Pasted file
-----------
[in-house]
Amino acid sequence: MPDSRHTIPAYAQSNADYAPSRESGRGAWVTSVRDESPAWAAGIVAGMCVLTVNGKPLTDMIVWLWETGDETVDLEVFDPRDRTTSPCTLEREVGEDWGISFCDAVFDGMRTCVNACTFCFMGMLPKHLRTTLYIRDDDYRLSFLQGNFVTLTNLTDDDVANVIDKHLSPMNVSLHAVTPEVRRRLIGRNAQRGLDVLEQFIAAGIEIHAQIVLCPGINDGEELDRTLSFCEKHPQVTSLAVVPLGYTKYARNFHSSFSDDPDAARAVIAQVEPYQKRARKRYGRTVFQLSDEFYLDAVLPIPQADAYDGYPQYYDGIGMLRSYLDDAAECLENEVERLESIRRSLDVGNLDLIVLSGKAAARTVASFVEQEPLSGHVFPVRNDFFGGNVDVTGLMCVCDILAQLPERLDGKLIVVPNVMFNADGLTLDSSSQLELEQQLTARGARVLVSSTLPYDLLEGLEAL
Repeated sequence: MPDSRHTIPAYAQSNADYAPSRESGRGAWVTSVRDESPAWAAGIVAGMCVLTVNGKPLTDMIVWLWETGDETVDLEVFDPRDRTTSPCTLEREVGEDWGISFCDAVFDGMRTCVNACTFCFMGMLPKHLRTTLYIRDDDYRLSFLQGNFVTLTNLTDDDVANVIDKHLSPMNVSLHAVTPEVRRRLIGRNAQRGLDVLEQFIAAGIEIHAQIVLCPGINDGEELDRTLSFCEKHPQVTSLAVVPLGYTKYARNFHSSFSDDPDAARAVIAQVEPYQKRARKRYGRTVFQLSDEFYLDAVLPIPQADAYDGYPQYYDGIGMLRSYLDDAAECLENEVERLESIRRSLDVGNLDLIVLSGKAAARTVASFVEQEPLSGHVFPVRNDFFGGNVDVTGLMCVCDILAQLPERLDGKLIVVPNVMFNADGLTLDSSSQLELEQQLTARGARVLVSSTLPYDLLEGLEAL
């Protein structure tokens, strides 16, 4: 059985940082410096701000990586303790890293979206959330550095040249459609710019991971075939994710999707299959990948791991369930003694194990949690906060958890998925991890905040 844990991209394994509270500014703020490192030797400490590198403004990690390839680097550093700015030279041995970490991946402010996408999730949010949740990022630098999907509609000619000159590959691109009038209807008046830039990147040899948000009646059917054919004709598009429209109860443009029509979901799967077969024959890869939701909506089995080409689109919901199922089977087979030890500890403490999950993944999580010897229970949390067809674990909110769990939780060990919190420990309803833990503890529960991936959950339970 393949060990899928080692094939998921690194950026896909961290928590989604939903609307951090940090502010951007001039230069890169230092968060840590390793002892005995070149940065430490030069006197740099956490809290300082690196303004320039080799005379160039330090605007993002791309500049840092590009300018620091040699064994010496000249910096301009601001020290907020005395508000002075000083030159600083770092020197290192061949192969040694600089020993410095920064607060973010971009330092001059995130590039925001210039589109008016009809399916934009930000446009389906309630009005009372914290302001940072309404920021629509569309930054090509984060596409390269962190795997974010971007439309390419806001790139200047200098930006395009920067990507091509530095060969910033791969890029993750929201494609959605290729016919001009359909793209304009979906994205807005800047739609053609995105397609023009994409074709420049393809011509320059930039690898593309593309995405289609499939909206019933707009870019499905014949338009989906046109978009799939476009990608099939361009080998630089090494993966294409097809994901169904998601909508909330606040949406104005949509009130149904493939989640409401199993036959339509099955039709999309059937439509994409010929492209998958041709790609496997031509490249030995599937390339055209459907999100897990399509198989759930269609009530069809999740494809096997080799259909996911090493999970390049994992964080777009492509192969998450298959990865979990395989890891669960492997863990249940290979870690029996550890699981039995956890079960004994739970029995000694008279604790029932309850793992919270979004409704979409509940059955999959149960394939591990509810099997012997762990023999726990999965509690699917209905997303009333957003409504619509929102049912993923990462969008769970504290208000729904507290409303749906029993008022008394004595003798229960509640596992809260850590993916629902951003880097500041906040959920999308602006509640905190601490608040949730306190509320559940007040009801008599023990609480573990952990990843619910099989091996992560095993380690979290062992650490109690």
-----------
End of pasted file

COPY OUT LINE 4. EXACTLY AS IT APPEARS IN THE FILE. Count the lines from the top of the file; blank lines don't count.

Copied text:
């Protein structure tokens, strides 16, 4: 059985940082410096701000990586303790890293979206959330550095040249459609710019991971075939994710999707299959990948791991369930003694194990949690906060958890998925991890905040 844990991209394994509270500014703020490192030797400490590198403004990690390839680097550093700015030279041995970490991946402010996408999730949010949740990022630098999907509609000619000159590959691109009038209807008046830039990147040899948000009646059917054919004709598009429209109860443009029509979901799967077969024959890869939701909506089995080409689109919901199922089977087979030890500890403490999950993944999580010897229970949390067809674990909110769990939780060990919190420990309803833990503890529960991936959950339970 393949060990899928080692094939998921690194950026896909961290928590989604939903609307951090940090502010951007001039230069890169230092968060840590390793002892005995070149940065430490030069006197740099956490809290300082690196303004320039080799005379160039330090605007993002791309500049840092590009300018620091040699064994010496000249910096301009601001020290907020005395508000002075000083030159600083770092020197290192061949192969040694600089020993410095920064607060973010971009330092001059995130590039925001210039589109008016009809399916934009930000446009389906309630009005009372914290302001940072309404920021629509569309930054090509984060596409390269962190795997974010971007439309390419806001790139200047200098930006395009920067990507091509530095060969910033791969890029993750929201494609959605290729016919001009359909793209304009979906994205807005800047739609053609995105397609023009994409074709420049393809011509320059930039690898593309593309995405289609499939909206019933707009870019499905014949338009989906046109978009799939476009990608099939361009080998630089090494993966294409097809994901169904998601909508909330606040949406104005949509009130149904493939989640409401199993036959339509099955039709999309059937439509994409010929492209998958041709790609496997031509490249030995599937390339055209459907999100897990399509198989759930269609009530069809999740494809096997080799259909996911090493999970390049994992964080777009492509192969998450298959990865979990395989890891669960492997863990249940290979870690029996550890699981039995956890079960004994739970029995000694008279604790029932309850793992919270979004409704979409509940059955999959149960394939591990509810099997012997762990023999726990999965509690699917209905997303009333957003409504619509929102049912993923990462969008769970504290208000729904507290409303749906029993008022008394004595003798229960509640596992809260850590993916629902951003880097500041906040959920999308602006509640905190601490608040949730306190509320559940007040009801008599023990609480573990952990990843619910099989091996992560095993380690979290062992650490109690």